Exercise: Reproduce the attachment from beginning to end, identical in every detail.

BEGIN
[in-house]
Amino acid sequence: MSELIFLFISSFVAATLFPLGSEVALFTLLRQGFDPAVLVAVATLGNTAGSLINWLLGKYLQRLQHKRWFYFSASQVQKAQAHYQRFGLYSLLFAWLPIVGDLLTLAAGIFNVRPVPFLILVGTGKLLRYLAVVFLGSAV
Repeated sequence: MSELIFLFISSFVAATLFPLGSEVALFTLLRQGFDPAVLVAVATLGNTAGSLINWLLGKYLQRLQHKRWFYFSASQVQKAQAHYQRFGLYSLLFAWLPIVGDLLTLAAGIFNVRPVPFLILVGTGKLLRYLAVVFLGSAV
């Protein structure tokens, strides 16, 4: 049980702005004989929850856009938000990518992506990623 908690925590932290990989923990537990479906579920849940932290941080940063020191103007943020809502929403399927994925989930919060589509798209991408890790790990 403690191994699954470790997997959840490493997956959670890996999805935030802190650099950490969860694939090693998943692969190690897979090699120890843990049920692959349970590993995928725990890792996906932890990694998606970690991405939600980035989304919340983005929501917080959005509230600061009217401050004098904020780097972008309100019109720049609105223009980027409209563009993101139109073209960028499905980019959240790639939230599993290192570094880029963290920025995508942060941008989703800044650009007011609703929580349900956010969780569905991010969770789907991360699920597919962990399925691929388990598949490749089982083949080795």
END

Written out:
[in-house]
Amino acid sequence: MSELIFLFISSFVAATLFPLGSEVALFTLLRQGFDPAVLVAVATLGNTAGSLINWLLGKYLQRLQHKRWFYFSASQVQKAQAHYQRFGLYSLLFAWLPIVGDLLTLAAGIFNVRPVPFLILVGTGKLLRYLAVVFLGSAV
Repeated sequence: MSELIFLFISSFVAATLFPLGSEVALFTLLRQGFDPAVLVAVATLGNTAGSLINWLLGKYLQRLQHKRWFYFSASQVQKAQAHYQRFGLYSLLFAWLPIVGDLLTLAAGIFNVRPVPFLILVGTGKLLRYLAVVFLGSAV
């Protein structure tokens, strides 16, 4: 049980702005004989929850856009938000990518992506990623 908690925590932290990989923990537990479906579920849940932290941080940063020191103007943020809502929403399927994925989930919060589509798209991408890790790990 403690191994699954470790997997959840490493997956959670890996999805935030802190650099950490969860694939090693998943692969190690897979090699120890843990049920692959349970590993995928725990890792996906932890990694998606970690991405939600980035989304919340983005929501917080959005509230600061009217401050004098904020780097972008309100019109720049609105223009980027409209563009993101139109073209960028499905980019959240790639939230599993290192570094880029963290920025995508942060941008989703800044650009007011609703929580349900956010969780569905991010969770789907991360699920597919962990399925691929388990598949490749089982083949080795």